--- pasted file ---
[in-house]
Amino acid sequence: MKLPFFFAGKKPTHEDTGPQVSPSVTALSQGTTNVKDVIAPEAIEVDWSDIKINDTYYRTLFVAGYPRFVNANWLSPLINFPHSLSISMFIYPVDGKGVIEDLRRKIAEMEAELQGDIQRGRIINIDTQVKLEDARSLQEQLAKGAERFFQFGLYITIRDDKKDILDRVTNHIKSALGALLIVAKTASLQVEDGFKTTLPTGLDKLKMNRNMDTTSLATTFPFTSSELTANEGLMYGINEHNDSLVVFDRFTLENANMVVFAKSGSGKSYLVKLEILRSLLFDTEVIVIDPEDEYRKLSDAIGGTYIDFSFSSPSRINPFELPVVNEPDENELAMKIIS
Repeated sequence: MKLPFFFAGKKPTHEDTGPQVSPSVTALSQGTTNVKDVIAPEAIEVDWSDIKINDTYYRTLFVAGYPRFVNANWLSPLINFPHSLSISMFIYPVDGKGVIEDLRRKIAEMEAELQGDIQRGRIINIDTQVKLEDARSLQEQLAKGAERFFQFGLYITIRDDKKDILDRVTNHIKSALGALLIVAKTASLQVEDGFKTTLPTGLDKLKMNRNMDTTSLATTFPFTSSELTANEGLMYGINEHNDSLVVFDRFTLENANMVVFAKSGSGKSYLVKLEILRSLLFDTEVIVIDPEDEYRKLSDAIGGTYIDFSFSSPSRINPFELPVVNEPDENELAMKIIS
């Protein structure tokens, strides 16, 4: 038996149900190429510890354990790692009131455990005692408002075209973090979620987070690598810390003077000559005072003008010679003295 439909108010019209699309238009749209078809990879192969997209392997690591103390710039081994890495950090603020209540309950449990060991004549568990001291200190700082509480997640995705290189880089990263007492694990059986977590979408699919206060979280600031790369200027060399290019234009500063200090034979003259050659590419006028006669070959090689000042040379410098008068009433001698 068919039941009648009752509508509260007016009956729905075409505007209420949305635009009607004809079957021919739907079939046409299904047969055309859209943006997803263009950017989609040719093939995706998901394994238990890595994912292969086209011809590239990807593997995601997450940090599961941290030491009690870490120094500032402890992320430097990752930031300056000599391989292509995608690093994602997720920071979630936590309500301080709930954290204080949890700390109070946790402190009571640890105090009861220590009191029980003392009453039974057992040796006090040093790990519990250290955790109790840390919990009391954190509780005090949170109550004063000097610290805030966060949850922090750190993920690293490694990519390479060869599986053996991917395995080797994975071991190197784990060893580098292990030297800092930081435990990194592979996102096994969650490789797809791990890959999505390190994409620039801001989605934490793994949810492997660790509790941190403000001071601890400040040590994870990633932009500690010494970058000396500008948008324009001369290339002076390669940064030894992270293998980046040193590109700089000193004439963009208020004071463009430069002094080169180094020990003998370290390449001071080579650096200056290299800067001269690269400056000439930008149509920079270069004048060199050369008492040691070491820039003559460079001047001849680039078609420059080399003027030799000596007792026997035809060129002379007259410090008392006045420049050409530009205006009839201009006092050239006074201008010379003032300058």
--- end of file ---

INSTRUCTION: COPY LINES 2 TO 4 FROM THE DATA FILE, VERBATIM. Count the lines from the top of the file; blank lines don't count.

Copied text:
Amino acid sequence: MKLPFFFAGKKPTHEDTGPQVSPSVTALSQGTTNVKDVIAPEAIEVDWSDIKINDTYYRTLFVAGYPRFVNANWLSPLINFPHSLSISMFIYPVDGKGVIEDLRRKIAEMEAELQGDIQRGRIINIDTQVKLEDARSLQEQLAKGAERFFQFGLYITIRDDKKDILDRVTNHIKSALGALLIVAKTASLQVEDGFKTTLPTGLDKLKMNRNMDTTSLATTFPFTSSELTANEGLMYGINEHNDSLVVFDRFTLENANMVVFAKSGSGKSYLVKLEILRSLLFDTEVIVIDPEDEYRKLSDAIGGTYIDFSFSSPSRINPFELPVVNEPDENELAMKIIS
Repeated sequence: MKLPFFFAGKKPTHEDTGPQVSPSVTALSQGTTNVKDVIAPEAIEVDWSDIKINDTYYRTLFVAGYPRFVNANWLSPLINFPHSLSISMFIYPVDGKGVIEDLRRKIAEMEAELQGDIQRGRIINIDTQVKLEDARSLQEQLAKGAERFFQFGLYITIRDDKKDILDRVTNHIKSALGALLIVAKTASLQVEDGFKTTLPTGLDKLKMNRNMDTTSLATTFPFTSSELTANEGLMYGINEHNDSLVVFDRFTLENANMVVFAKSGSGKSYLVKLEILRSLLFDTEVIVIDPEDEYRKLSDAIGGTYIDFSFSSPSRINPFELPVVNEPDENELAMKIIS
């Protein structure tokens, strides 16, 4: 038996149900190429510890354990790692009131455990005692408002075209973090979620987070690598810390003077000559005072003008010679003295 439909108010019209699309238009749209078809990879192969997209392997690591103390710039081994890495950090603020209540309950449990060991004549568990001291200190700082509480997640995705290189880089990263007492694990059986977590979408699919206060979280600031790369200027060399290019234009500063200090034979003259050659590419006028006669070959090689000042040379410098008068009433001698 068919039941009648009752509508509260007016009956729905075409505007209420949305635009009607004809079957021919739907079939046409299904047969055309859209943006997803263009950017989609040719093939995706998901394994238990890595994912292969086209011809590239990807593997995601997450940090599961941290030491009690870490120094500032402890992320430097990752930031300056000599391989292509995608690093994602997720920071979630936590309500301080709930954290204080949890700390109070946790402190009571640890105090009861220590009191029980003392009453039974057992040796006090040093790990519990250290955790109790840390919990009391954190509780005090949170109550004063000097610290805030966060949850922090750190993920690293490694990519390479060869599986053996991917395995080797994975071991190197784990060893580098292990030297800092930081435990990194592979996102096994969650490789797809791990890959999505390190994409620039801001989605934490793994949810492997660790509790941190403000001071601890400040040590994870990633932009500690010494970058000396500008948008324009001369290339002076390669940064030894992270293998980046040193590109700089000193004439963009208020004071463009430069002094080169180094020990003998370290390449001071080579650096200056290299800067001269690269400056000439930008149509920079270069004048060199050369008492040691070491820039003559460079001047001849680039078609420059080399003027030799000596007792026997035809060129002379007259410090008392006045420049050409530009205006009839201009006092050239006074201008010379003032300058």